Growing passenger traffic, and a need to stay ahead of regional competition, lie behind the Chinese government's decision to approve the construction of a second airport in Beijing.
When it is ready in 2018, the airport will put the Chinese capital alongside the likes of London, New York and Tokyo - major cities with more than one large airport in operation. It will also help Beijing maintain its edge ahead of planned upgrades and capacity increases at cities such as Hong Kong, Seoul, Shanghai and Guangzhou.
Last year, the existing Beijing Capital International Airport (BCIA) handled 81.9 million passengers, a 4% increase from a year ago. The airport's traffic has been steadily climbing over the years - from over 50 million in 2007 to 60 million in 2009, before hitting its capacity threshold of 82 million last year.
BCIA is expanding its Terminal 2 to raise capacity by 10 million, and also plans to open an unused section of Terminal 3 by this year. The airport is also awaiting governmental approval for the construction of a fourth and fifth runway.
But passenger traffic is expected to hit 150 million by 2015, a BCIA official says. This means the airport could possibly overtake Hartsfield-Jackson Atlanta International Airport as the world's busiest.
Between 2012 and 2031, Chinese air traffic demand is also expected to grow at 7.2% annually, according to Flightglobal's Ascend consultancy.
This means that China could account for 15% of global aviation traffic demand by 2031, up from 10% in 2011.
"BCIA is one of three main hubs, which handle 27% of total passenger throughput in China. No matter how much it expands, it will still not be able to keep up with traffic and congestion," says Neil Dave, aerospace consultant at Frost & Sullivan.
To say that Beijing needs to quickly push through plans to get a second airport up and running is no exaggeration.
"As the traffic at BCIA has almost hit its full capacity, the second airport capacity becomes increasingly important," says Ascend's managing consultant Joanna Lu. "Continuously improving operational efficiency is the only way before the second airport is in use."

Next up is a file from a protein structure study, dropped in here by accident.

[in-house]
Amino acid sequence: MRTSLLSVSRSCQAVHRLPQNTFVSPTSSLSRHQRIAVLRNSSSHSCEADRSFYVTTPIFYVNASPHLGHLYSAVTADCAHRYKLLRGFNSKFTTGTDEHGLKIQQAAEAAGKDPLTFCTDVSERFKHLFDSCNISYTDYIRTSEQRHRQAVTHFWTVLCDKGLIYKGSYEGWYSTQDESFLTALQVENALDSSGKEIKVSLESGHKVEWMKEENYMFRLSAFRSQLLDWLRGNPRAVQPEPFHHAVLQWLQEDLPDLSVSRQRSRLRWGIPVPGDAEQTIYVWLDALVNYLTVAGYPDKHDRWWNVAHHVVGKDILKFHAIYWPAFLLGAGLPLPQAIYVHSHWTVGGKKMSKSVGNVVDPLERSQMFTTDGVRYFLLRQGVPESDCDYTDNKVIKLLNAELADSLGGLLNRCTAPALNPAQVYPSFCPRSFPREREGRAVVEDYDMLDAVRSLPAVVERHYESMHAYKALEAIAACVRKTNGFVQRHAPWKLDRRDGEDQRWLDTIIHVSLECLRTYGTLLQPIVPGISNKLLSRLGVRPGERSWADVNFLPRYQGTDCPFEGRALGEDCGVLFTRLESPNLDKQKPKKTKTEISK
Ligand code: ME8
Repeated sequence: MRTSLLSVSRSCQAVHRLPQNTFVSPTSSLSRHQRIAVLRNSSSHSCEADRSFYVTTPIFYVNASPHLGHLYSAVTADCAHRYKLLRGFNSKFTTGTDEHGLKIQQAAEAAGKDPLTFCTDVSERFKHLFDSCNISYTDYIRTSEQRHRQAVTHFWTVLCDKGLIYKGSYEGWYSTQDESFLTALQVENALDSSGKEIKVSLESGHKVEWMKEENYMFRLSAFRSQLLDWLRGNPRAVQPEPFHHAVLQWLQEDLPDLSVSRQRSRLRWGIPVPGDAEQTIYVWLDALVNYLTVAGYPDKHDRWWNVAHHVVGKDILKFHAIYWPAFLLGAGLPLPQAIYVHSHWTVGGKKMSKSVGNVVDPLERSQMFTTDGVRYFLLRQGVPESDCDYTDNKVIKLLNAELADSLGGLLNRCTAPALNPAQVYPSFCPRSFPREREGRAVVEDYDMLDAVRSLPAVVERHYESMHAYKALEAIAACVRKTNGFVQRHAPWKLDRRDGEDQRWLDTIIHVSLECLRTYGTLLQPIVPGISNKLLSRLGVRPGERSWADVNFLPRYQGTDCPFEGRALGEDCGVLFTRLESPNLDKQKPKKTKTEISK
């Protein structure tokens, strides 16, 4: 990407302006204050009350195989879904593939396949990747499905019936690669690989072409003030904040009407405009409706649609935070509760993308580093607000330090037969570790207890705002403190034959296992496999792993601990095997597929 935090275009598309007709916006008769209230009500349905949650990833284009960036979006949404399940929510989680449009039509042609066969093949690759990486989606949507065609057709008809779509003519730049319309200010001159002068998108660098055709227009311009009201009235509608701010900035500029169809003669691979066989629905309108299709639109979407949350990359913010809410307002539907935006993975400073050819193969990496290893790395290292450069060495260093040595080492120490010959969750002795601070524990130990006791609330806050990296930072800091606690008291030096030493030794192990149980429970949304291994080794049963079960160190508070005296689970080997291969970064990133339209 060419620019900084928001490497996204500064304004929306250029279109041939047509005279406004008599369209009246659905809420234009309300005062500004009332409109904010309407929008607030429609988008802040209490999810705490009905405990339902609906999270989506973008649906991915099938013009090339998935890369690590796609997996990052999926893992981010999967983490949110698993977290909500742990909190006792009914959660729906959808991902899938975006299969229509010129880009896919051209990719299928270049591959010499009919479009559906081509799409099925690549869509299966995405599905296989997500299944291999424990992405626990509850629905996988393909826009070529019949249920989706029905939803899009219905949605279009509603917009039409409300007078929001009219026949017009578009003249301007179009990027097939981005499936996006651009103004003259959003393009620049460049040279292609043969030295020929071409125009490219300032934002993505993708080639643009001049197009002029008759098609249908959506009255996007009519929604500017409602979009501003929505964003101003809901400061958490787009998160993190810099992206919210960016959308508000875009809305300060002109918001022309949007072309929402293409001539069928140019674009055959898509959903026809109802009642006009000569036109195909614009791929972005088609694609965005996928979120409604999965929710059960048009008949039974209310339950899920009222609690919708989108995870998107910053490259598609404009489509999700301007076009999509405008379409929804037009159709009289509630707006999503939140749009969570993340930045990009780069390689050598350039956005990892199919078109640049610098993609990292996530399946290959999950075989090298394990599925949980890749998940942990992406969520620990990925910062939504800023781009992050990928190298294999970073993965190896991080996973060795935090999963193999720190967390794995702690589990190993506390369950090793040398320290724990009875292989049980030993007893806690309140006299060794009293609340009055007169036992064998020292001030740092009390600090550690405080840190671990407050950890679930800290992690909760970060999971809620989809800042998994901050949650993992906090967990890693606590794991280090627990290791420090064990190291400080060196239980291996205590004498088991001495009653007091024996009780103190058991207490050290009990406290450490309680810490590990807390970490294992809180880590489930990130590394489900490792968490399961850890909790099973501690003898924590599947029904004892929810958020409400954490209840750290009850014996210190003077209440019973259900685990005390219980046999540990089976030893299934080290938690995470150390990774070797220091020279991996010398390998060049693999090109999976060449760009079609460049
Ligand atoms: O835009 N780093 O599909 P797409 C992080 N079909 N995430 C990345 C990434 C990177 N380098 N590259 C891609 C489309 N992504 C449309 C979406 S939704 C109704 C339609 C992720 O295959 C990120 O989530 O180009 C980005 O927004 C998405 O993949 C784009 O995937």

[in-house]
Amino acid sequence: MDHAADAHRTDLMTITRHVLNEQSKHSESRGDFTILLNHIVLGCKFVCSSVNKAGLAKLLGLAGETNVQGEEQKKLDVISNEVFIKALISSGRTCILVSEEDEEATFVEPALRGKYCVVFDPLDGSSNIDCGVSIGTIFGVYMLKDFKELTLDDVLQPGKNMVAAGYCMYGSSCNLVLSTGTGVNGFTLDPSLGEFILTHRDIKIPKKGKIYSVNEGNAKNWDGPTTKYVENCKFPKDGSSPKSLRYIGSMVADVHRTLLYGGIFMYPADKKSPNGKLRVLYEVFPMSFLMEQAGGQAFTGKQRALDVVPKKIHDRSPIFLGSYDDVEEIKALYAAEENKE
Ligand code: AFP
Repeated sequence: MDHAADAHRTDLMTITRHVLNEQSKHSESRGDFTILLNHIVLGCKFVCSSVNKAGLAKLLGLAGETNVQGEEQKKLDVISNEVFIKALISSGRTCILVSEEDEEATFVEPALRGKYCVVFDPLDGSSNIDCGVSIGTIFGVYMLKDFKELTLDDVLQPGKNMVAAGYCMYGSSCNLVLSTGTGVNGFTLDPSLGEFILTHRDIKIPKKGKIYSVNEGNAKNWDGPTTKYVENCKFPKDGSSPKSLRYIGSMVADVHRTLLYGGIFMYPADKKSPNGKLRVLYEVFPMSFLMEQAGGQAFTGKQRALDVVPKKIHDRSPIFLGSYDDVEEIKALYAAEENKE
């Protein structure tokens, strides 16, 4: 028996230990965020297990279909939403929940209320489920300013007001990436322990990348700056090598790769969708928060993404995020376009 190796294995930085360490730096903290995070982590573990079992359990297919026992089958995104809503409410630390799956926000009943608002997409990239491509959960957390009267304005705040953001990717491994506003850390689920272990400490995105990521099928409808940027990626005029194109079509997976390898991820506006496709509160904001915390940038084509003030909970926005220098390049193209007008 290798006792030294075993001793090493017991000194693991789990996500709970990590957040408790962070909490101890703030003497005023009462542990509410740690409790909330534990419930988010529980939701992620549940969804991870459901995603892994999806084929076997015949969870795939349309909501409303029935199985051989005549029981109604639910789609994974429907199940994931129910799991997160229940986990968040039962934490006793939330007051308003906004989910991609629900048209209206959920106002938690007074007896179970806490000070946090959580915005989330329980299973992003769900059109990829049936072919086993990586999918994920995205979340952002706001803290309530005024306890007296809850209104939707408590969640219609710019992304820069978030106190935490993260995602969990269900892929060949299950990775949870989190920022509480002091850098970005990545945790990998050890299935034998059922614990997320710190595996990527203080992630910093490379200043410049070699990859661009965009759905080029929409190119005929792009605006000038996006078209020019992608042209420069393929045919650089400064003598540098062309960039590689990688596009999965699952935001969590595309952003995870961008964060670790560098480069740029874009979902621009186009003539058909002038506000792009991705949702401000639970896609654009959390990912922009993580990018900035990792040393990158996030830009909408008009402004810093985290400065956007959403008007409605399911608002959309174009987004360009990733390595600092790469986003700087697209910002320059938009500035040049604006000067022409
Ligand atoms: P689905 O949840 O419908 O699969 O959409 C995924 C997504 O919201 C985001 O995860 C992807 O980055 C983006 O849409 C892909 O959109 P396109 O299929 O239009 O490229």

Congestion has long been a bugbear at BCIA, the world's second busiest airport by passenger numbers in 2011, according to data from Airports Council International.
The city must also work to ensure that it remains a hub for airlines such as Air China, China Southern and Hainan Airlines, and not risk losing passengers to less busy operators in nearby cities.
In the short term, however, the new airport will work to meet the demand of the booming market, more than to protect its hub status, analysts say. The expected growth of air traffic in China will also mean huge opportunities for airports in the country, they add.
"Beijing is the main tier one airport in northern China. This means that it has a lot of market dominance and there's not much of a chance for surrounding airports in the region to compete for awhile," says Dave.
Although details have been few, the Civil Aviation Administration of China has said that the new airport will be located in Daxing, south of Beijing, and have the capacity to handle 70 million passengers annually.
The airport will also be the first in Asia, and one of the few in the world, to have at least six runways - a hint of the scale of things to come. Hartsfield-Jackson airport has five runways and is contemplating building a sixth.
Passengers in Beijing have long complained about delays, but this is not something that can be fixed merely by building additional runways or even a massive new airport.
To ease congestion at the Chinese capital, the most important issue is fair distribution of airspace for civil and military use. The military has control of China's airspace and it is widely known that only about 20% of the country's airspace is open to civil aviation, resulting in congestion at major airports.
"Opening up of airspace may happen sooner as this has become the barrier for growth at Chinese airports. The further development of China's air transport system, from the quality perspective, will largely depend on airspace management," says Lu.